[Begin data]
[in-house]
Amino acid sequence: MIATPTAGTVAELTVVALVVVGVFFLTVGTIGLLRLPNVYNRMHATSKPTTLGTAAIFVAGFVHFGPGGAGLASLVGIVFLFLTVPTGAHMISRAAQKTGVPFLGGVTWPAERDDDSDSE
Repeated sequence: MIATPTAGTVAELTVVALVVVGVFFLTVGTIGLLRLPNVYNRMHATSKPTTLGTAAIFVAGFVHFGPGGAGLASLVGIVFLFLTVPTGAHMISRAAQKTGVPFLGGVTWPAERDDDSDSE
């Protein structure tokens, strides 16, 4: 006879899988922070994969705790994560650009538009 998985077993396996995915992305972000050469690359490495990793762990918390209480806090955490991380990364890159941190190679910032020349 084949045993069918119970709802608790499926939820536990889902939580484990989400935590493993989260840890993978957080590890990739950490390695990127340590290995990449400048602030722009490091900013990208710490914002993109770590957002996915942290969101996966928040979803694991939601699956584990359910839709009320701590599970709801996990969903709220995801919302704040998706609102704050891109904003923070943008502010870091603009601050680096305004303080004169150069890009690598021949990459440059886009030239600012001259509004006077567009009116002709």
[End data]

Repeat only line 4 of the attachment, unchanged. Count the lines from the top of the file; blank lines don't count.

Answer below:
């Protein structure tokens, strides 16, 4: 006879899988922070994969705790994560650009538009 998985077993396996995915992305972000050469690359490495990793762990918390209480806090955490991380990364890159941190190679910032020349 084949045993069918119970709802608790499926939820536990889902939580484990989400935590493993989260840890993978957080590890990739950490390695990127340590290995990449400048602030722009490091900013990208710490914002993109770590957002996915942290969101996966928040979803694991939601699956584990359910839709009320701590599970709801996990969903709220995801919302704040998706609102704050891109904003923070943008502010870091603009601050680096305004303080004169150069890009690598021949990459440059886009030239600012001259509004006077567009009116002709």